First, I had to pull a layer of ceiling panels off, then a layer of plastic that went across the top and to the floor on each side, then another layer of ceiling panels and two more layers of plastic that were wrapped around the frame and taped together for dear life. That took over an hour and I had no help with it.
Now, what you see here is the bare bones of the pvc frame. It is a rectangle that is 7' across and 9' long. the wrought iron railing is at ground level and you can see the top of the basement door on the lower left in this picture. The slanty hunk of pvc is a brace that holds that corner of the frame up when the whole thing is together.
Another view of the frame, this time the house wall side. The tall pole holds (or held, it's not as necessary anymore) the center of the pvc rectangle up. In this shot you can see the door and window more clearly. The door stays shut and the electicity for the heater comes out the window.
Another angle of the frame. On the far side, you can see the chimney sticking out from the house wall - it gave me a natural barrier to help keep the cold out and help keep the roofing on as well as the perfect door opening. I no longer allow the door to be useable in the winter - have another pvc rectangle that just fits in that spot that holds the plastic in place so the wind can't blow it - and I insulate that with bubble wrap.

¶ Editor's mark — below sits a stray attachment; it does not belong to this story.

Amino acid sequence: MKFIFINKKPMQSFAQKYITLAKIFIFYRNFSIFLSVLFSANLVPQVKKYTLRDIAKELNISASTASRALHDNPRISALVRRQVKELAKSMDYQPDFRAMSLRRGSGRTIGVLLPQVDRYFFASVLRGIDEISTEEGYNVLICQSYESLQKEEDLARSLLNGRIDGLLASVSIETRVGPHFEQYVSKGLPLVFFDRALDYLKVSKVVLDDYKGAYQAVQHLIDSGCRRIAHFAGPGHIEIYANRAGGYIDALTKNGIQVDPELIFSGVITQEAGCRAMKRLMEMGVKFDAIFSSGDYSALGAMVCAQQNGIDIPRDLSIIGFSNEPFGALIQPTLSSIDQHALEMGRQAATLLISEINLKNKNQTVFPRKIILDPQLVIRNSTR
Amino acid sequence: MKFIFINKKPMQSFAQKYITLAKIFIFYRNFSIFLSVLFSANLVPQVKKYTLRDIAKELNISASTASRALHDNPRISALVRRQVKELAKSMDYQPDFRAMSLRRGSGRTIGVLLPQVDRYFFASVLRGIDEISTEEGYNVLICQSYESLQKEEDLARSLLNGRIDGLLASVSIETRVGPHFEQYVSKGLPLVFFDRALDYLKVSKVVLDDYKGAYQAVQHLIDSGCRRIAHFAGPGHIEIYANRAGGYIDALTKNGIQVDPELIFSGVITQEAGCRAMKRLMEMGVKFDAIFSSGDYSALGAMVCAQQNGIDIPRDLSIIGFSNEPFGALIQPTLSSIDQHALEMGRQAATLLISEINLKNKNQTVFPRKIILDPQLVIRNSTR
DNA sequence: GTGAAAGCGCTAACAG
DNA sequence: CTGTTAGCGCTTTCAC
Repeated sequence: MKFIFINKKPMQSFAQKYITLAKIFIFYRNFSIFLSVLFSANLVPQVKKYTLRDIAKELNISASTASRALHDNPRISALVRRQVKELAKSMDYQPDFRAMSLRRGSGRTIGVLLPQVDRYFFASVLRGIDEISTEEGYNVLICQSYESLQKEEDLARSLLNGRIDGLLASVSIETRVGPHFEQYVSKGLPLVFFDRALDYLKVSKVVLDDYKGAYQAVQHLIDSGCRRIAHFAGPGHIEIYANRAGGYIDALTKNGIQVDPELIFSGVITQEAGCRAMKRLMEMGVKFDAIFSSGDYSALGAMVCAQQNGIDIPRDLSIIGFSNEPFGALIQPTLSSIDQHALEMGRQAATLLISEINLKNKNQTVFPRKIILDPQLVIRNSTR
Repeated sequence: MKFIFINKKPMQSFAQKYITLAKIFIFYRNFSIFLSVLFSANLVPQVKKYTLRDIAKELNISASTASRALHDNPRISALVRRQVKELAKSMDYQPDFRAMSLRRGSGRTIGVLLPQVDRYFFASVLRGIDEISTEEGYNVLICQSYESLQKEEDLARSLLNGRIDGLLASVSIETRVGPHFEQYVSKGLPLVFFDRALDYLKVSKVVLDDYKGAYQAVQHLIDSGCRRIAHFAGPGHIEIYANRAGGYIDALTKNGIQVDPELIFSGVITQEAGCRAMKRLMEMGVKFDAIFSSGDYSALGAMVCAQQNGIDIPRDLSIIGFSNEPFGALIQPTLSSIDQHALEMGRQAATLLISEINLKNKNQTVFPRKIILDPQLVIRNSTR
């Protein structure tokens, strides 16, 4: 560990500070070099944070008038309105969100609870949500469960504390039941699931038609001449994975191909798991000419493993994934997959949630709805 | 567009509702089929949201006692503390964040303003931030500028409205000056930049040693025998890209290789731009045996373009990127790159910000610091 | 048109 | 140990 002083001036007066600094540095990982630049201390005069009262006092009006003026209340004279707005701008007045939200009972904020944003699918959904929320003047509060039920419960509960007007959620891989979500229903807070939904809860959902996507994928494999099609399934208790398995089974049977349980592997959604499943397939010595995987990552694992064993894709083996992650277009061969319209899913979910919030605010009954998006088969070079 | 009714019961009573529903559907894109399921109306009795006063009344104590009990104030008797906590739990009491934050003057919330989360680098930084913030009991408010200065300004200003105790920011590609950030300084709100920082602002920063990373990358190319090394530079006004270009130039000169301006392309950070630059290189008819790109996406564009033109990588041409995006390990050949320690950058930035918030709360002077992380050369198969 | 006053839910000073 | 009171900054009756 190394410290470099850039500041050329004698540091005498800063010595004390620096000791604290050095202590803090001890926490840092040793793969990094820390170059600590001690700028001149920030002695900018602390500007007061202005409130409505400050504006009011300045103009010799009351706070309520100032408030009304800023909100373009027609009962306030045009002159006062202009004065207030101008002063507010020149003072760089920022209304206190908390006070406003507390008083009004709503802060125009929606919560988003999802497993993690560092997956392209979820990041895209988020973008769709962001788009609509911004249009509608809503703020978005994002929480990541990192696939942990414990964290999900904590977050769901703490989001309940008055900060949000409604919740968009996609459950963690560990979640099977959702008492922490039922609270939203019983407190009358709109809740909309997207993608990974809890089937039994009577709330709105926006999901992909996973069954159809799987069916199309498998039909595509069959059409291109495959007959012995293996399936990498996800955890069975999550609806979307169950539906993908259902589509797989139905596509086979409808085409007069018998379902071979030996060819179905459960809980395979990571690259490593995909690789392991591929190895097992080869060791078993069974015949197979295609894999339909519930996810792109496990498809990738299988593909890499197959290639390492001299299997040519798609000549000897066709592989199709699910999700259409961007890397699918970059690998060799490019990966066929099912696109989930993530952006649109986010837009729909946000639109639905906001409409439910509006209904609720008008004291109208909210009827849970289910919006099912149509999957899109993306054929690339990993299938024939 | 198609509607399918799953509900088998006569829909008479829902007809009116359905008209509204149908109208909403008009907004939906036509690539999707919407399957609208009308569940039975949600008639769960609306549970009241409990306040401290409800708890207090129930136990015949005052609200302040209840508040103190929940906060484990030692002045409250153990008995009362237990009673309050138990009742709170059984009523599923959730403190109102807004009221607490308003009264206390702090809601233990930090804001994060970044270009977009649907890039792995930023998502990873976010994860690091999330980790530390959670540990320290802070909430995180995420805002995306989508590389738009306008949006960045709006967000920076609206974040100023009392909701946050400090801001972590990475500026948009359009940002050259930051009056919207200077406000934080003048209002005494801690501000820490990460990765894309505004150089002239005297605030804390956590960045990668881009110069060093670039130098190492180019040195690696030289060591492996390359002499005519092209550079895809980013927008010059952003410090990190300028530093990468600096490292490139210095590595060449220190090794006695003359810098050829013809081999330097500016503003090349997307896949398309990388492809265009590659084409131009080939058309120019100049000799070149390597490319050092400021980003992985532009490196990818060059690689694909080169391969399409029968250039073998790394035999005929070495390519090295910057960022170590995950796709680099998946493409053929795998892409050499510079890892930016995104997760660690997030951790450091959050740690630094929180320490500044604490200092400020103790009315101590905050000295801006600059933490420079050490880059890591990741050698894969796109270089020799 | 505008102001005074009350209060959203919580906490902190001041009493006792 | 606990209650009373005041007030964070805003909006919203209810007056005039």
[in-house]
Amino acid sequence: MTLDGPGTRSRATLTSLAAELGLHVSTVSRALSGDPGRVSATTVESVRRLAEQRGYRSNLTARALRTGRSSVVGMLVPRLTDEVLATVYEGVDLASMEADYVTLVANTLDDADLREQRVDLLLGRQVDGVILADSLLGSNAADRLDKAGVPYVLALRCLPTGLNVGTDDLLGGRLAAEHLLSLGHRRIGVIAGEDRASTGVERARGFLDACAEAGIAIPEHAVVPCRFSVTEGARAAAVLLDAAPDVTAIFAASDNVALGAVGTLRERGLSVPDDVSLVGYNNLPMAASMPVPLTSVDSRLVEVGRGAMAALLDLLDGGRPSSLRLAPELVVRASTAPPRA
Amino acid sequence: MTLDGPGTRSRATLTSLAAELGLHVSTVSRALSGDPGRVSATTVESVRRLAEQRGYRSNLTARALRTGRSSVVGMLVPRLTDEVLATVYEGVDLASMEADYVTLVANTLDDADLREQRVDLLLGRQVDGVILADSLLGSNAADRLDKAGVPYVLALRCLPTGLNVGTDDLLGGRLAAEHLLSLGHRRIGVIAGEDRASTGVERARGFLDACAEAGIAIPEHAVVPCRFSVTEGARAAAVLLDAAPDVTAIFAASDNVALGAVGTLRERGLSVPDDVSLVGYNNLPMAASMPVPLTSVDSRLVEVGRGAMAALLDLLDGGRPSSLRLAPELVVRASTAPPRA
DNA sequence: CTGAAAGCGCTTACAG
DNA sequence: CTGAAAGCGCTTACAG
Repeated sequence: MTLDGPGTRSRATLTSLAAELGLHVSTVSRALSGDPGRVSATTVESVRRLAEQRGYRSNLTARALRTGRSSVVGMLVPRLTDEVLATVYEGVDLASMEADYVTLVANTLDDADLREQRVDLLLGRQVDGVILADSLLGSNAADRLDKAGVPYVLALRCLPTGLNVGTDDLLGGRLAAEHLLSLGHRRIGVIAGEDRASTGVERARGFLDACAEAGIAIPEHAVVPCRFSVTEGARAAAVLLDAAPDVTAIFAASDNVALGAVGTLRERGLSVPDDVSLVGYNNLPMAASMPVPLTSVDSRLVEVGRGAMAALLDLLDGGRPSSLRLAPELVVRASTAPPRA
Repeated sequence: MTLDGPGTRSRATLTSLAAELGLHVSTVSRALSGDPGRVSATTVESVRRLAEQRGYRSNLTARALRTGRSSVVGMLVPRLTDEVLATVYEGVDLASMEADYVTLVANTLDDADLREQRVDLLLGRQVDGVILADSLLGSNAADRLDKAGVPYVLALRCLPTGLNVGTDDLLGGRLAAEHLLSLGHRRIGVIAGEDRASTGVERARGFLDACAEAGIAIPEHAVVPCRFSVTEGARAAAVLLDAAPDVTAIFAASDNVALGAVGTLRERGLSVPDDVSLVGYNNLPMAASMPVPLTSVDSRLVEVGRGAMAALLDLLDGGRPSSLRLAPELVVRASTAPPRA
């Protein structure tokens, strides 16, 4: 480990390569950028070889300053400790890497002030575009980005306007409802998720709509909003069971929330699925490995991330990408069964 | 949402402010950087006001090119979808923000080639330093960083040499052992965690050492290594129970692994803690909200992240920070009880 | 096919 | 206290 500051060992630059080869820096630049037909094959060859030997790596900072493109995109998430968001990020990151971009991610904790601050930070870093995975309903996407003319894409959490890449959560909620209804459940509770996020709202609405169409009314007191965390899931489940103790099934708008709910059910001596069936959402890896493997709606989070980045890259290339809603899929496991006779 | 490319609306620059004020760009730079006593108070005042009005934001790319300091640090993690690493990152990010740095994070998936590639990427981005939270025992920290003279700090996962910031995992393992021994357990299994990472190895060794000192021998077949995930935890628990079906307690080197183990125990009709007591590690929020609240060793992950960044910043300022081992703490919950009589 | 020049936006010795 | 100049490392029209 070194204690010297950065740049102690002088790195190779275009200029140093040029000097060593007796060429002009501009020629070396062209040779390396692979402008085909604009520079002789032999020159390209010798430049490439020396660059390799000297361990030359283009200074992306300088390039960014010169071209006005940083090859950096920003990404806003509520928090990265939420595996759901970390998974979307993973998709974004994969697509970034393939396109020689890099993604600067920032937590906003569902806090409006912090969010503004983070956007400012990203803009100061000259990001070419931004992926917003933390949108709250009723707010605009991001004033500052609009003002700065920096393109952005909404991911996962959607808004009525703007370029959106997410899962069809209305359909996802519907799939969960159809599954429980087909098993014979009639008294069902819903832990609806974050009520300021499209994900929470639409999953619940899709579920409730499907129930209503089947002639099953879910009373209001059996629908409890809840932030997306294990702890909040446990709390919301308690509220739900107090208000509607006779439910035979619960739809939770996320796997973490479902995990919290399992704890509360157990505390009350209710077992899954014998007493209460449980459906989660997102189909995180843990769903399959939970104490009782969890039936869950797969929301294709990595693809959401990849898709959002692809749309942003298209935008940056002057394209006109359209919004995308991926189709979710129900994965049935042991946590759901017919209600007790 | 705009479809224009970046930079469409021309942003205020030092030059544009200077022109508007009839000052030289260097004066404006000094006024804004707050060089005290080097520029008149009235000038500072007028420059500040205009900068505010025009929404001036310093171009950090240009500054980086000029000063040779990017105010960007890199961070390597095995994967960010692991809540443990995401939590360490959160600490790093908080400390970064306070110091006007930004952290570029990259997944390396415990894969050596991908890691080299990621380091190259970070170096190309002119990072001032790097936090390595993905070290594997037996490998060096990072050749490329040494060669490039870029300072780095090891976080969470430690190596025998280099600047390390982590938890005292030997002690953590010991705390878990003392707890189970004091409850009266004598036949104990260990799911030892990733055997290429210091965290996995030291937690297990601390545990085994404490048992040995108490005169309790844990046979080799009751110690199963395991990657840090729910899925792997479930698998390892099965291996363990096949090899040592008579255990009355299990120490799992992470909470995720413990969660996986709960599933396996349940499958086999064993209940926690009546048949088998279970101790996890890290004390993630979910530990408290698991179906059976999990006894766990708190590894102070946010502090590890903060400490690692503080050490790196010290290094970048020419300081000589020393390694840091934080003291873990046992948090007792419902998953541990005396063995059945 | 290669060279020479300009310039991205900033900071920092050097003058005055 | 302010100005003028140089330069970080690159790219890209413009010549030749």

This lovely spider decided she was going to help me. I decided that she wasn't.
There were dozens of these moths, dead but perfectly preserved, in the layers of plastic. I call this the attack of the polyvinal moths.
First layer of poly on the frame - the frame is slanting toward the end with the railing because the brace is not in place. It's much easier to put the poly on with the frame loose so I leave the brace out till later.
After the first layer of poly, I put a row of ceiling panels - corrugated, clear plastic - across the top of the frame. Unfortunately they had all sagged and are now curved. I turned them over so the curve goes up, but the curve made them shorter and it made things difficult. After that layer of ceiling panels, another layer of poly - this one drapes down to the floor on the 'door' end (by the chimney) and down past the bricks on the other end.
After the second poly layer, I put another layer of the clear, corrugated ceiling panels - this holds the entire roof on the subT and, hopefully, adds yet another layer of air and insulation. You can really see the curving on this layer of ceiling panels - sure hope they lay down quickly cuz otherwise the first windy day they'll all fly away.
This is the inside from the 'door' by the chimney wall after I moved the plants in. I must have less plants this year cuz I have more room - tho I still have the 4 biggest plants to move in there. It's a lot brighter than it was yesterday so I'm glad I went to the trouble. Plus, I discovered that even the most protected and clean of the original poly was brittle and cracked and tore easily. Next year I think I'll get new ceiling panels (even tho they were the most expensive part of this whole installation).